Wonder Woman Rises Again—and Just in Time
Wonder Woman leaps onto the big screen this June, and I’m about to bust out of my eagle bustier with excitement.
I can’t help feeling that the Amazon’s return to pop culture prominence is a good sign. No, a comic book heroine can’t solve legislative encroachment on women’s rights—much less presidential encroachment on women’s bodies—but in the past, whenever Wonder Woman has enjoyed a burst of popularity, the role of women has gotten just a little bigger in the real world, too.
In 1941, psychologist William Moulton Marston (with, unsurprisingly, uncredited help from his wife, Elizabeth Marston, and their mutual live-in partner, Olive Byrne) created Wonder Woman as a corrective to the male-dominated superhero universe. She battles the forces of evil not only through super strength but also through the power of love, compassion, and—most important—truth.
Drawing on Greek mythology, Marston depicted Wonder Woman as the princess of a tribe of Amazons who live on “Paradise Island,” completely divorced from the modern world—and from men. He named Wonder Woman’s alter-ego “Diana Prince” in homage to Artemis/Diana, the Greco-Roman goddess of the hunt and virginity.
My own history with the superheroine stretches way back: I spent my childhood in star-spangled Underoos and my thirties immersed in writing the Olympus Bound trilogy, which finds the goddess Artemis in modern Manhattan, hunting down men who abuse women. Fusing modern sensibilities with classical myth is my obsession. Perhaps that’s why I prefer the Wonder Woman version of the Amazons’ proudly male-free utopia to the Greek original.
Conceived by a fundamentally patriarchal ancient society, the myths usually focus on the warrior women’s eventual submission to men. So while the comics portray Wonder Woman’s mother and aunt, Hippolyta and Antiope, as confidently celibate leaders of the Amazons, the myths tell a different story. One of the sisters (the versions differ) marries the hero Theseus and bears him a son. When Theseus abandons her for a new wife, the Amazons storm the wedding—and are promptly slaughtered. Homer calls mythology’s other famous Amazon, Penthesilea, “the equal of men,” yet she bites it during the Trojan War, killed off by the hero Achilles. I have every confidence that the new film—the first major superhero movie directed by a woman—won’t consign our heroine to such a fate.
For all her reliance on the names and tropes of antiquity, Wonder Woman has always been a different kind of female warrior. She was created not as a foil to demonstrate man’s superiority—but as a symbol of women’s.
It’s no accident that Wonder Woman debuted in the 1940s, when American women were, for the first time, widely hailed for their contributions to the war effort. Marston’s superheroine served as a better-dressed Rosie the Riveter, performing an essential role once reserved for men. While women were joining the workforce and the military in unprecedented numbers—building aircraft carriers, decoding German transmissions, and keeping the homefront economy humming—Wonder Woman fought the Nazis on the front lines with her indestructible bracelets and Lasso of Truth.
Unsurprisingly, the post-war era found our heroine retreating from view just as her real-world counterparts were asked to return to the home. Father Knows Best had little room for a woman with a penchant for fistfights. By the 1960s, Wonder Woman gave up her powers to save her boyfriend and opened a fashion boutique in Greenwich Village. But when women once more burst from the domestic sphere during the Women’s Liberation movement, Wonder Woman wasn’t far behind. In 1972, Gloria Steinem placed the superheroine on the cover of the first edition of Ms., the feminist magazine. Soon after, the Linda Carter television series brought a crime-fighting Diana into the living rooms of little girls everywhere. I grew up on re-runs of the series, spinning around in my homemade cape, pretending I, too, could save the world.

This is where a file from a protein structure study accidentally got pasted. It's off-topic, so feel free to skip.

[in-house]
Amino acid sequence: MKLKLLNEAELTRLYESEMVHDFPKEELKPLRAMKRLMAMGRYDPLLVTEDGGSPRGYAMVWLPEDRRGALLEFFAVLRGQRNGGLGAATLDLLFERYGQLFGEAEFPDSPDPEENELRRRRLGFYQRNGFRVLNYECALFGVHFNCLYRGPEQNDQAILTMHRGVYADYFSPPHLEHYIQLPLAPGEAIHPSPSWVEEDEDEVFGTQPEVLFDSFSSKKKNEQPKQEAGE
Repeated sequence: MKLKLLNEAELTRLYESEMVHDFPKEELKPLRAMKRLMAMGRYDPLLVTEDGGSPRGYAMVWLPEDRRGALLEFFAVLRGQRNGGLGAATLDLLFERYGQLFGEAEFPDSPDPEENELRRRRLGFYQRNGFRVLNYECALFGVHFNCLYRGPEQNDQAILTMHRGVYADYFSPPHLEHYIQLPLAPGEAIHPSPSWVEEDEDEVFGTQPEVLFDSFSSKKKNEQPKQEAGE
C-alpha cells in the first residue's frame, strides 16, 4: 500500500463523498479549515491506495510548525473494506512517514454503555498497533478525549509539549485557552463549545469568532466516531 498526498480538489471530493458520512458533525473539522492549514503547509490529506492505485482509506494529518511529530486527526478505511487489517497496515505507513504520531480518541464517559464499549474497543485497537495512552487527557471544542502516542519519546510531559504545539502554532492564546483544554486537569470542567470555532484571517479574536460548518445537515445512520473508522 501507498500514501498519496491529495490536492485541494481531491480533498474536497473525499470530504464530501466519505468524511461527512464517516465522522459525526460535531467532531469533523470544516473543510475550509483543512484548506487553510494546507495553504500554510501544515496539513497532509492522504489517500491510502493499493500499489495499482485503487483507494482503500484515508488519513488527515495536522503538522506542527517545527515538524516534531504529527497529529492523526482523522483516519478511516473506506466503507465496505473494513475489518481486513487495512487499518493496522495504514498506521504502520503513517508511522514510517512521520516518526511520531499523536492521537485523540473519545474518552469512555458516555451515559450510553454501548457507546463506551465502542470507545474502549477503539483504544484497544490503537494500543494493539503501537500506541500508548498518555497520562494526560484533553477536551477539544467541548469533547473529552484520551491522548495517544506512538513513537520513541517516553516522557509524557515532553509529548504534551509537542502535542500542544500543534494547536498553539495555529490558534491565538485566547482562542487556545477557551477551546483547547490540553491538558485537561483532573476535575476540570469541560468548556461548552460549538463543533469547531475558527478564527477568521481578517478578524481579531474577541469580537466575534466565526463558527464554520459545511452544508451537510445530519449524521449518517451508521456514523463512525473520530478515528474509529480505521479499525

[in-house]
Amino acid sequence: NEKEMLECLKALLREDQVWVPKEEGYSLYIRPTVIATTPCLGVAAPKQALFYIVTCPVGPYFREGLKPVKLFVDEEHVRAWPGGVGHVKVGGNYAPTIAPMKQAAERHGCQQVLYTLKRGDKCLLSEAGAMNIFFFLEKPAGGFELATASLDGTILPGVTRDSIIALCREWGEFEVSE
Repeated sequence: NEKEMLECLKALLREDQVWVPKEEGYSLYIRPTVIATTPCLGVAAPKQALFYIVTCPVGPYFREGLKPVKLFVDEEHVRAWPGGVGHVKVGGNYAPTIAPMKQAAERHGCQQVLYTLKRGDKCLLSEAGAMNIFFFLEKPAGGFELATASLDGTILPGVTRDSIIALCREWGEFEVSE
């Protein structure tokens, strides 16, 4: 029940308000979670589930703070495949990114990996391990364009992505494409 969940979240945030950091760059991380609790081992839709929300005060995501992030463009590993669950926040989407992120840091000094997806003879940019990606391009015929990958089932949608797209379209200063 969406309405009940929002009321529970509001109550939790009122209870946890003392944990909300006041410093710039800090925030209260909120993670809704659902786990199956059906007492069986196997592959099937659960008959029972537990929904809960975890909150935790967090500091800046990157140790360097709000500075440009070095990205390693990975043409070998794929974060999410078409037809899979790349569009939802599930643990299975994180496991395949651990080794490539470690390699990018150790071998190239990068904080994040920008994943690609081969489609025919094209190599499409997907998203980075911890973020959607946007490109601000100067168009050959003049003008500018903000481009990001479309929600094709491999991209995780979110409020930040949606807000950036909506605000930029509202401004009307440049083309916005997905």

Sometime in the 1980s, feminism became a dirty word—or at least an outdated one. Women had their rights, society insisted, and should stop pushing for more. So while superhero movies dominated every summer of our new century, there was nary a superheroine in sight. Catwoman and Elektra scored one measly movie apiece—neither particularly good—and Jean Grey and the Black Widow settled for supporting roles in testosterone-heavy slug-fests even as male characters earned stand-alone spinoffs.
Marston believed that the end of World War II would usher in a new matriarchy. With women in power, war would cease. Clearly, such a utopia never came to pass. A major summit between Hillary Clinton, Angela Merkel, and Theresa May will have to wait. In the meantime, we don’t have a Paradise Island to retreat to, but nor do we, like the virgin goddess Artemis, need to swear off sex to maintain our independence. Instead, we’re all Diana Prince, striving to assert ourselves in a co-ed world. Like her, we can find love and friendship among our male compatriots—as long as we wear an armored bustier under our dresses (at least metaphorically) and continue the fight for truth and justice.
The timing couldn’t be better. Now, when we have rededicated ourselves to political action to defend our fellow women, our neighbors, and our planet, Wonder Woman is back to fight alongside us.
After watching one of the country’s most accomplished women temper her personality in order to appeal to the electorate’s sexist expectations—and fail anyway—I’m looking forward to enjoying a little time with a superheroine whose very existence defies the patriarchy.
Imagine: How would the presidential debates have turned out if Wonder Woman could sling her Lasso of Truth around the Republican nominee? I’m hoping that come 2020, more little girls in star-spangled Underoos will get a chance to find out.
(image: Warner Bros.)
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